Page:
Mercy facing new union vote: The NLRB rejected the organizers' appeal of the last workers election.
By Lisa Rapaport
Bee Staff Writer
(Published Oct. 19, 2001)
Mercy Healthcare Sacramento employees who last year rejected Local 250 of Service Employees International Union will vote in new organizing elections next month, union officials said Thursday.
Nearly 2,000 service and technical workers at Mercy General Hospital and Methodist Hospital in Sacramento, Mercy Hospital of Folsom, and Mercy San Juan Hospital in Carmichael will vote in a SEIU election scheduled for Nov. 13 and 14.
"The last vote was hard-fought by management and we lost by a narrow margin," said Mary Hillman, a respiratory therapist at Mercy San Juan who has championed union efforts within the health system for several years.
In simultaneous votes in January 2000, Mercy technical employees voted 305-193 against the union, while service workers voted 701-598 against affiliating with Local 250.
The process was compromised by management attempts to discourage organizers, Hillman said. But Local 250 failed in efforts to appeal the election results before the National Labor Relations Board in April 2000.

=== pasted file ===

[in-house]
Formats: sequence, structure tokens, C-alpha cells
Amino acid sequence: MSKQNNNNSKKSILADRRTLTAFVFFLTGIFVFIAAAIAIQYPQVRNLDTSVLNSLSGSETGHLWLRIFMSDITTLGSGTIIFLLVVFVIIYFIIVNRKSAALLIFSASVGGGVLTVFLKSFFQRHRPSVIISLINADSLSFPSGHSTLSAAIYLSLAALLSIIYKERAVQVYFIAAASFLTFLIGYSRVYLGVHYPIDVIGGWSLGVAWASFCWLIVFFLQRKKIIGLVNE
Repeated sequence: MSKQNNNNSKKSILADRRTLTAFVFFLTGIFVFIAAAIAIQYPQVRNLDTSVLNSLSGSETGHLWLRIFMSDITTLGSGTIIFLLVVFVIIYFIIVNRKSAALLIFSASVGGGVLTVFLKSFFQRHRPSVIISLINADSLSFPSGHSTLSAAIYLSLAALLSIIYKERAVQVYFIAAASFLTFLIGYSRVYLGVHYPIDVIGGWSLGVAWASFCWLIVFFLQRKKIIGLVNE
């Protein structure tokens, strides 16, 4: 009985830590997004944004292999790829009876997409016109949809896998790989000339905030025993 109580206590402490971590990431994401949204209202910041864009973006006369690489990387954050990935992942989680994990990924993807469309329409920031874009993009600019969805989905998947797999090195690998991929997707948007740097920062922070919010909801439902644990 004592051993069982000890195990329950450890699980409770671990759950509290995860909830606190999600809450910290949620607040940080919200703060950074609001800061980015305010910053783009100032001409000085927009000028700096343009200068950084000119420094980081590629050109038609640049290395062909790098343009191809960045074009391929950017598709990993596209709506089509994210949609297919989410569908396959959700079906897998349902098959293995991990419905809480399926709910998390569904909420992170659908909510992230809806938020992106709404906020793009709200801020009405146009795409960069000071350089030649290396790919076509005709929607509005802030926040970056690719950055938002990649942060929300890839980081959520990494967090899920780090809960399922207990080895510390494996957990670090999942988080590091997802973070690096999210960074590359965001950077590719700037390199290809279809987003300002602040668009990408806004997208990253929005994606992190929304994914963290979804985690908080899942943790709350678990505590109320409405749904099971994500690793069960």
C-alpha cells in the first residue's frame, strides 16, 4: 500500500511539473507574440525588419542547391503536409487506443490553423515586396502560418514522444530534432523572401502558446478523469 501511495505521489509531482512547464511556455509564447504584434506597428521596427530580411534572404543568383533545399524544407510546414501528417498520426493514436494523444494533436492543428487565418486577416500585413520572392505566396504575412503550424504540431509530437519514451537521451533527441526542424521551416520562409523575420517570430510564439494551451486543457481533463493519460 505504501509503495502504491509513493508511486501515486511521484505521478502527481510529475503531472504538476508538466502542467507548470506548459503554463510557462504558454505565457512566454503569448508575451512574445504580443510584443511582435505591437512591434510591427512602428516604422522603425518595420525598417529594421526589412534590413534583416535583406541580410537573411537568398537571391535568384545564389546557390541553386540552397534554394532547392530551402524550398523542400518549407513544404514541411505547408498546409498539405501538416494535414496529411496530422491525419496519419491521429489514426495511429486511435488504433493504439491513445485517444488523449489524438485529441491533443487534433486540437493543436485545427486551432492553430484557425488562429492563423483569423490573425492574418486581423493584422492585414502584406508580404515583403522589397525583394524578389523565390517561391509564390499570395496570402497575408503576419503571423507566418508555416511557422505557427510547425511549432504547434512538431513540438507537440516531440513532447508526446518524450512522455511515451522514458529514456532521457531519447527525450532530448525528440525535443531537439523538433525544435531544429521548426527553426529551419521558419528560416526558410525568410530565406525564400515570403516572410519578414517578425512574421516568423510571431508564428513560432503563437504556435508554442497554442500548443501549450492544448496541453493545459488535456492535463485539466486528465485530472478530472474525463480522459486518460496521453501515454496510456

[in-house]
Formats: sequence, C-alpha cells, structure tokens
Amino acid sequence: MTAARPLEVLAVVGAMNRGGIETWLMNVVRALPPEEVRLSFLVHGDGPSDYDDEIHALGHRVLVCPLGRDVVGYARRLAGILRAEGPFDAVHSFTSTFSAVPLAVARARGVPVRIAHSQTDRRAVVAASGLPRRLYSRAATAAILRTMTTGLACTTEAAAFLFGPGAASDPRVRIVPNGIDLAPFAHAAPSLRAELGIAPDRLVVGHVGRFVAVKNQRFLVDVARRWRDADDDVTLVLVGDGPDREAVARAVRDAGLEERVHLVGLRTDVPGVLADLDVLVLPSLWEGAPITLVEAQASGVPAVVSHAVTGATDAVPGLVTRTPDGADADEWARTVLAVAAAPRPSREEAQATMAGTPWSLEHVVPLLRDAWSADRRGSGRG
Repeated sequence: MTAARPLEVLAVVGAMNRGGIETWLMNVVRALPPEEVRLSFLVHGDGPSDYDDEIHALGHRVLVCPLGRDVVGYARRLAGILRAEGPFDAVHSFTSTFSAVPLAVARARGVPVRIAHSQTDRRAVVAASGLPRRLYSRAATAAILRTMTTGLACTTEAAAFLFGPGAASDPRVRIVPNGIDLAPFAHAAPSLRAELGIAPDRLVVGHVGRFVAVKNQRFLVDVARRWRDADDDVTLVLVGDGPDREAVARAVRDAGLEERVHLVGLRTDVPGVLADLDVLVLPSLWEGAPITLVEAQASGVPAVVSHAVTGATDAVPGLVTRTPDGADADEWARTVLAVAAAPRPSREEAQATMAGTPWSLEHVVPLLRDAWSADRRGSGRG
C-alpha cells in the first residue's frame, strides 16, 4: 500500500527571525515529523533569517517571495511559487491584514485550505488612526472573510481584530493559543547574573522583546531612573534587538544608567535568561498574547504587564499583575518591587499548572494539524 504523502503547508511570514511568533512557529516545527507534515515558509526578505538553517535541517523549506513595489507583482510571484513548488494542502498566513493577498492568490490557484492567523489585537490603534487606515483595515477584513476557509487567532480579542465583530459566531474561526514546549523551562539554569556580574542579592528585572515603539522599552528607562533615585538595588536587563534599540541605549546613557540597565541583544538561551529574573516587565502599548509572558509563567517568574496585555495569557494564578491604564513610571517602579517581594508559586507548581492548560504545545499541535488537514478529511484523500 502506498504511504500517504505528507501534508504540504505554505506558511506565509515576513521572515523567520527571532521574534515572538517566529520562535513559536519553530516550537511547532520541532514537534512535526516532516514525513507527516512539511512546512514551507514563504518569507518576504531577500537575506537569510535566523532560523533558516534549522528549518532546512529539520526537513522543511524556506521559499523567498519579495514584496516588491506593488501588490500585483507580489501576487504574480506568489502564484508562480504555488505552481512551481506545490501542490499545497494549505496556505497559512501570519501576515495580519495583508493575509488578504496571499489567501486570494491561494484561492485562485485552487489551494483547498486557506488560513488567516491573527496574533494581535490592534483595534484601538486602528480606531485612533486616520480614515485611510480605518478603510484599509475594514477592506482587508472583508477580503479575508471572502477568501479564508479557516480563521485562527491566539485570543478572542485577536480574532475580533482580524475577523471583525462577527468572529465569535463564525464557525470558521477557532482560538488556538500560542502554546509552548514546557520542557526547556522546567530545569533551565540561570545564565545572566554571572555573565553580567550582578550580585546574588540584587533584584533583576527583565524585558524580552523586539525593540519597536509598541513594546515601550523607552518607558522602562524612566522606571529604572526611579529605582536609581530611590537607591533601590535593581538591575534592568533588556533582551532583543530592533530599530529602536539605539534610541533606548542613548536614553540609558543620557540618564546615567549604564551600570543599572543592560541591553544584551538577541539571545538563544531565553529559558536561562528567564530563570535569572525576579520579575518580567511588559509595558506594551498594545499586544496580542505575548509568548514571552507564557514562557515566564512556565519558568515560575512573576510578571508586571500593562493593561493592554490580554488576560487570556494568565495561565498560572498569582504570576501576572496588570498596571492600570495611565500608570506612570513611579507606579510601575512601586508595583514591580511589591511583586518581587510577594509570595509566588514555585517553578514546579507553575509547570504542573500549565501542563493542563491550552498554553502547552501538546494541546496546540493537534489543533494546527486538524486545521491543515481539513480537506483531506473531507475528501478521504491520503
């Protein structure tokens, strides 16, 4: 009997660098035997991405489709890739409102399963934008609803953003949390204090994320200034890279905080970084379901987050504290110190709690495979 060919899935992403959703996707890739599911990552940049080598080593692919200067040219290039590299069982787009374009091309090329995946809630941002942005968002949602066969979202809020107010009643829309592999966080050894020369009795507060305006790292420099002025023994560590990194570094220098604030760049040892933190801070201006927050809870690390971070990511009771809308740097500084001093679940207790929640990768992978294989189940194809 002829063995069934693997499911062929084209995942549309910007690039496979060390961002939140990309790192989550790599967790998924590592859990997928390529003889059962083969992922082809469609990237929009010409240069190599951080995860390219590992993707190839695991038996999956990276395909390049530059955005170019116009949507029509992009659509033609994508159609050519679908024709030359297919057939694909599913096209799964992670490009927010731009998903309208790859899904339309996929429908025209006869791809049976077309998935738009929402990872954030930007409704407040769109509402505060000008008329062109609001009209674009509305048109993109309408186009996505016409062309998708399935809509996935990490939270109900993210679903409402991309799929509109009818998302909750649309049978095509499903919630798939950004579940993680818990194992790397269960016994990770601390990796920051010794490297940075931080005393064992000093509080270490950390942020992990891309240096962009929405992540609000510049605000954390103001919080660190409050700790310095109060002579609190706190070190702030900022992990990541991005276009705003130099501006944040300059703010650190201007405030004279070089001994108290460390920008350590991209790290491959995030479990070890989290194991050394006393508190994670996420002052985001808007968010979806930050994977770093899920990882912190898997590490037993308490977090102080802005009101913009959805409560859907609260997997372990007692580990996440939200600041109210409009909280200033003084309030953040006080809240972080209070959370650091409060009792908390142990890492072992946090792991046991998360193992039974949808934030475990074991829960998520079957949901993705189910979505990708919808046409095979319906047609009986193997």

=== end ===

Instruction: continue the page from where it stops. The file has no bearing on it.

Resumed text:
While the NLRB did find Mercy management had violated fair labor law in some instances by threatening organizers and videotaping union activities, the board found those infractions had little effect on the vote outcome.
"We believe we handled ourselves responsibly," said Mercy spokeswoman Jill Dryer.
Since the last election, SEIU and Catholic Healthcare West, Mercy's parent company, hammered out an agreement governing future union drives.
*All materials distributed will be approved by both CHW and SEIU officials.
*A hearing officer jointly selected by CHW and SEIU will oversee the election and settle any disputes through arbitration.
*Management will not conduct mandatory meetings with workers to discuss the union.
"This time, the campaign has been very positive and very respectful on both sides," Hillman said.
SEIU's Local 250 currently represents some workers at Sutter and Kaiser facilities in the Sacramento area. Nearly 9,000 Catholic Healthcare West employees already are members of SEIU in California, including 7,500 who have joined the union in the past 18 months.
Workers now organizing at Mercy include certified nursing assistants, dietary aides, lab assistants, licensed vocational nurses, office assistants and respiratory, radiology and operating-room technicians.
These employees want more input in patient care and staffing levels, union organizer Hillman said.
Mercy spokeswoman Dryer said the health care system supports workers' right to organize and is fully cooperating with the union to ensure a fair election.
"The last election was almost two years ago and right now, we are focused on the choice our employees face in November," Dryer said. "We're committed to making sure they make an informed decision when the time comes to vote."
The Bee's Lisa Rapaport can be reached at firstname.lastname@example.org